sedative

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Martin Luther King directed at those urging moderation in his "I Have a Dream" speech: "This is no time to engage in the luxury of cooling off or to take the tranquilizing drug of gradualism.
A new hope with promise was echoed and the moment to fight for individual rights was emphasized by deep, meaningful phrases such as "it is not time to engage in the luxury of cooling off or to take the tranquilizing drug of gradualism, to rise from the dark to the sunlight path of racial justice, from quicksand of racial injustice to the solid rock of brotherhood, make real the promise of democracy."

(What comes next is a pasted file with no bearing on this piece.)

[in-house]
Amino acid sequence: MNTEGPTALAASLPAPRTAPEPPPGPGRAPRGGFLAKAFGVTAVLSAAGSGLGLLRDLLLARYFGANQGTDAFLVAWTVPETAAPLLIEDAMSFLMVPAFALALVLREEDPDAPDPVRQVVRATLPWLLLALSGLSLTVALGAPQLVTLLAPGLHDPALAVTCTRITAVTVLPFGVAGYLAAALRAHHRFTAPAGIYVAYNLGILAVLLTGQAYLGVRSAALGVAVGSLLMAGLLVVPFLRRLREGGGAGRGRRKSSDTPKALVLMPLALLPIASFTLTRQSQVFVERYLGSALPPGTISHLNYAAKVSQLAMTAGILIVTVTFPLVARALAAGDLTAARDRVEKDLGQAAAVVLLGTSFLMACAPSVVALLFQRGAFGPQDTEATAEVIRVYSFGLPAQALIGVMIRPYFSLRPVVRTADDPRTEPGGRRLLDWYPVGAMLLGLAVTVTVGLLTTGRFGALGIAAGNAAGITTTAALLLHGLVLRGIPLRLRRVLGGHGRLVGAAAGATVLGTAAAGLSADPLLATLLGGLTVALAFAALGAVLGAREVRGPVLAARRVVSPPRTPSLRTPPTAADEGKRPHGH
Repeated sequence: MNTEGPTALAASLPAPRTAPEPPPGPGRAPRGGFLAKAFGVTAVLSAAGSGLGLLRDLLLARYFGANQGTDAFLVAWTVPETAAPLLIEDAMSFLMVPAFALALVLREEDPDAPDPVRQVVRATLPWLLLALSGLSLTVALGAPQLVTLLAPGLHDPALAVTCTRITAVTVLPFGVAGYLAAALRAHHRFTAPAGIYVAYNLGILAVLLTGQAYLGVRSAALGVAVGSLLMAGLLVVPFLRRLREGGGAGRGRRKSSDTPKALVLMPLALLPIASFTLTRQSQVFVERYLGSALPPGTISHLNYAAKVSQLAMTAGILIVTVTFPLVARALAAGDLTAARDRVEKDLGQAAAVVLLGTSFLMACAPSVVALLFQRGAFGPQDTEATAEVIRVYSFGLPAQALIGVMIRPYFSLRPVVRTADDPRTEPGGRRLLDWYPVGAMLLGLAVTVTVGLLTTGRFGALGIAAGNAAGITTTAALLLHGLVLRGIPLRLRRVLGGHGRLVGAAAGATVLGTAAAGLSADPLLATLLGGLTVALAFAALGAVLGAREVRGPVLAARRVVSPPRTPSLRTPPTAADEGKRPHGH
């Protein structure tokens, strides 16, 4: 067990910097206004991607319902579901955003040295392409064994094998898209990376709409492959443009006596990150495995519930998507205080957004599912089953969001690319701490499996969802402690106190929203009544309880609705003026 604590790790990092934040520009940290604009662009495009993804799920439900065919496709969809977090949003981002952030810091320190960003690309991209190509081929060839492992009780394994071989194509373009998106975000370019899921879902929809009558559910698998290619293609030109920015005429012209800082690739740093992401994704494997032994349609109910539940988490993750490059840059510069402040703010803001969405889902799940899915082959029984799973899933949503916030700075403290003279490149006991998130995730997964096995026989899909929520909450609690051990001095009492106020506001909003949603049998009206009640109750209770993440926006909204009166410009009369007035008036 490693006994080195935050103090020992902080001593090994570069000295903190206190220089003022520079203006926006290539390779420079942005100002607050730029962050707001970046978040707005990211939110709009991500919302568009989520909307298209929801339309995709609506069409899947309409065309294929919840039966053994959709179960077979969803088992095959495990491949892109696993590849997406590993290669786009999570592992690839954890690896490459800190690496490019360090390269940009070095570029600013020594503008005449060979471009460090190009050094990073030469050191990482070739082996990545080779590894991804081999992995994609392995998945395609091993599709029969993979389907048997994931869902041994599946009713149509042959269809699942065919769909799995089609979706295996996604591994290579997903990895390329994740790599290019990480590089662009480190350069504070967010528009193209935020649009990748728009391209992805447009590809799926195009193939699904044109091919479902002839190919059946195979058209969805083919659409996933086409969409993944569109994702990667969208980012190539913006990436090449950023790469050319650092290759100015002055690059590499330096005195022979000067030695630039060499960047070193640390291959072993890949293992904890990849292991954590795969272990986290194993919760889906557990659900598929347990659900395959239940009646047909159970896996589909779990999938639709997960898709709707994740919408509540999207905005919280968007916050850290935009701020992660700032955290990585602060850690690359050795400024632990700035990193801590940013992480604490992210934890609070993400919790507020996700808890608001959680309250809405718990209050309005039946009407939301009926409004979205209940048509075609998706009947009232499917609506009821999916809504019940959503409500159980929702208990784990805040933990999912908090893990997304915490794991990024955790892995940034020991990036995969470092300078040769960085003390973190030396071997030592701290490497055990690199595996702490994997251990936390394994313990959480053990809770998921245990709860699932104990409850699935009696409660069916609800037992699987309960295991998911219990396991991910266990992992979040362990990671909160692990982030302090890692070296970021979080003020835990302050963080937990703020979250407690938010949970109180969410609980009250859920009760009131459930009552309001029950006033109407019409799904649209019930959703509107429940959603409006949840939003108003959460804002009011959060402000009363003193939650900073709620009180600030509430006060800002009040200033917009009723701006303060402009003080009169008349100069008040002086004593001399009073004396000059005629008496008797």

To adopt the words of Martin Luther King, Jr., Weiner's Madison appears to have taken "the tranquilizing drug of gradualism." Madison, then, comes to be characterized by a faith in progress that touts the fatalist and inegalitarian virtue of patience, rather than by a seasoned realism regarding both the value and the dangers of a democratic politics that requires the active virtue of citizen vigilance to maintain liberty and secure justice.